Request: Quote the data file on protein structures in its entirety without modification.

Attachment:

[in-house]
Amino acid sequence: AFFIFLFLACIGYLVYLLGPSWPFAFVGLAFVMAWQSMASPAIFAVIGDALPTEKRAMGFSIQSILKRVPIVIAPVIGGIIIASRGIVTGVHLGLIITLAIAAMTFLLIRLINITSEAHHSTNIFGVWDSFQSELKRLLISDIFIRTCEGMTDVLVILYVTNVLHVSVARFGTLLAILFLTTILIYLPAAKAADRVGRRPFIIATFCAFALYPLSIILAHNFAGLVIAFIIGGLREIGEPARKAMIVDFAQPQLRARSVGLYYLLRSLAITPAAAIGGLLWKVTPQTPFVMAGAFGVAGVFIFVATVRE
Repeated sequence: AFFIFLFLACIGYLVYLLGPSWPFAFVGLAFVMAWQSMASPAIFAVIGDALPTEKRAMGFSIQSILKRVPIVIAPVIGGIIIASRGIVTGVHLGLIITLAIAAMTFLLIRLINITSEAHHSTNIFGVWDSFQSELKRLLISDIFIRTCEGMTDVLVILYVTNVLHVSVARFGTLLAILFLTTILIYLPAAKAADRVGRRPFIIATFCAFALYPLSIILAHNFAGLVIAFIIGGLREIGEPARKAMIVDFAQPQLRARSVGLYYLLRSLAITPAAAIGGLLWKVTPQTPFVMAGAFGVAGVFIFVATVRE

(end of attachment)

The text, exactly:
[in-house]
Amino acid sequence: AFFIFLFLACIGYLVYLLGPSWPFAFVGLAFVMAWQSMASPAIFAVIGDALPTEKRAMGFSIQSILKRVPIVIAPVIGGIIIASRGIVTGVHLGLIITLAIAAMTFLLIRLINITSEAHHSTNIFGVWDSFQSELKRLLISDIFIRTCEGMTDVLVILYVTNVLHVSVARFGTLLAILFLTTILIYLPAAKAADRVGRRPFIIATFCAFALYPLSIILAHNFAGLVIAFIIGGLREIGEPARKAMIVDFAQPQLRARSVGLYYLLRSLAITPAAAIGGLLWKVTPQTPFVMAGAFGVAGVFIFVATVRE
Repeated sequence: AFFIFLFLACIGYLVYLLGPSWPFAFVGLAFVMAWQSMASPAIFAVIGDALPTEKRAMGFSIQSILKRVPIVIAPVIGGIIIASRGIVTGVHLGLIITLAIAAMTFLLIRLINITSEAHHSTNIFGVWDSFQSELKRLLISDIFIRTCEGMTDVLVILYVTNVLHVSVARFGTLLAILFLTTILIYLPAAKAADRVGRRPFIIATFCAFALYPLSIILAHNFAGLVIAFIIGGLREIGEPARKAMIVDFAQPQLRARSVGLYYLLRSLAITPAAAIGGLLWKVTPQTPFVMAGAFGVAGVFIFVATVRE